• It’s in those moments of silence that conviction comes upon us.
  • It’s in those moments of silence that we most strongly feel our need for repentance.
  • It’s in those moments of silence that we tend to most clearly “hear” the Holy Spirit through the Scriptures.

Is it any wonder silence is terrifying to us?

This brings us back to the irony of the spirit chords. When the soothing “ha-wooh” begins, it may be doing the exact opposite of its intended effect—instead of helping us ease into a time of prayer, they drown out the Holy Spirit.

So what can we do?

Brothers and sisters, turn off the music on the commute. Sit in the silence and take note of what you “hear.”

Pastors and worship leaders, take a break from the spirit chords for a few weeks and see what happens.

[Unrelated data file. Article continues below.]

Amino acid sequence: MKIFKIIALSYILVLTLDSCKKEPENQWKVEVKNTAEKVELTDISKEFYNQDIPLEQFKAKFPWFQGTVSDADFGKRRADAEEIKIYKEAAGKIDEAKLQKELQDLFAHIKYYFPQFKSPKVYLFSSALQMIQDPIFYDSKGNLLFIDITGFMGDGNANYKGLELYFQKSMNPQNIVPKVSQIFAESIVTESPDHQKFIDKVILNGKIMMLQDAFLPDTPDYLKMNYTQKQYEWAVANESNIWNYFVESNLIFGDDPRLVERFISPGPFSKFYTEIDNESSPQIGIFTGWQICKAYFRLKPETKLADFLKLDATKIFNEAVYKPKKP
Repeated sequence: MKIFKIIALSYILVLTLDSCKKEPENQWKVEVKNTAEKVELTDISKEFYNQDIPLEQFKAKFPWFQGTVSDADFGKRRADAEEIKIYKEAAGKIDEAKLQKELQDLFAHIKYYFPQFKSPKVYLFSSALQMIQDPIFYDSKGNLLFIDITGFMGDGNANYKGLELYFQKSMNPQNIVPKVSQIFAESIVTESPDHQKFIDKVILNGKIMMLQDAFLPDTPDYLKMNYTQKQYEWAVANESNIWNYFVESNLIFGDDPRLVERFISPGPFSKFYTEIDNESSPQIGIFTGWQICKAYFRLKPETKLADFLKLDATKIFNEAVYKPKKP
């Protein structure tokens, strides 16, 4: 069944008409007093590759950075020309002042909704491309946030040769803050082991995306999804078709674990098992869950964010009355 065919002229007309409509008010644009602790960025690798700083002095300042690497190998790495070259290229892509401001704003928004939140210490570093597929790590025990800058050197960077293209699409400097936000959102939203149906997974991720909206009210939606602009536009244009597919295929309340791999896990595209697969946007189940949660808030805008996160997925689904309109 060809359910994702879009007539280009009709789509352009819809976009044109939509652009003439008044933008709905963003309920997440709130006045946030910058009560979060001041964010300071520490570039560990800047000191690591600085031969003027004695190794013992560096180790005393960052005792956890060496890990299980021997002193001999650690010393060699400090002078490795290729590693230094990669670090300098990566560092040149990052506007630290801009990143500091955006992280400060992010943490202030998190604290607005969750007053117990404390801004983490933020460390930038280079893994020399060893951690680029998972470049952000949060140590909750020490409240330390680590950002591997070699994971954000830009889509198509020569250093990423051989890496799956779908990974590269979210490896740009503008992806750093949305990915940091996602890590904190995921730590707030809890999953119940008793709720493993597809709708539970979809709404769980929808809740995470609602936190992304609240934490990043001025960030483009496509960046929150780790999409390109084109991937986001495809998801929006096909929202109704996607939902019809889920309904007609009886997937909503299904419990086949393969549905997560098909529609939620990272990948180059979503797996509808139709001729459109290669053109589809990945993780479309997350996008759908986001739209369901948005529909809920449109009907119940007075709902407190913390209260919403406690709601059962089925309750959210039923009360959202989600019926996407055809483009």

Let’s let silence terrify us a little, and maybe see conviction and repentance come about.

What’s your small group story?

breed

Today’s post is by Ben Reed. Ben is the small groups pastor at Long Hollow, a multi-site church in the Nashville, TN area. In addition to pastoring, preaching, and writing, Ben has a great passion for coffee. Good coffee, that is. And CrossFit. But not at the same time. You can journey along with Ben at BenReed.net and learn more about his new book, Starting Small, at smallgroupblueprint.com.


Nobody ever stated it outright, but the way our local church was structured growing up made me feel like the Sunday morning experience was the most important aspect of my walk with Jesus. Maybe it was self-imposed, but I felt like if I missed a Sunday morning, Sunday afternoon, Tuesday evening, Wednesday evening, or the random youth trip, I’d be smote. Or smoten? Or smitten? No… that’s something else entirely.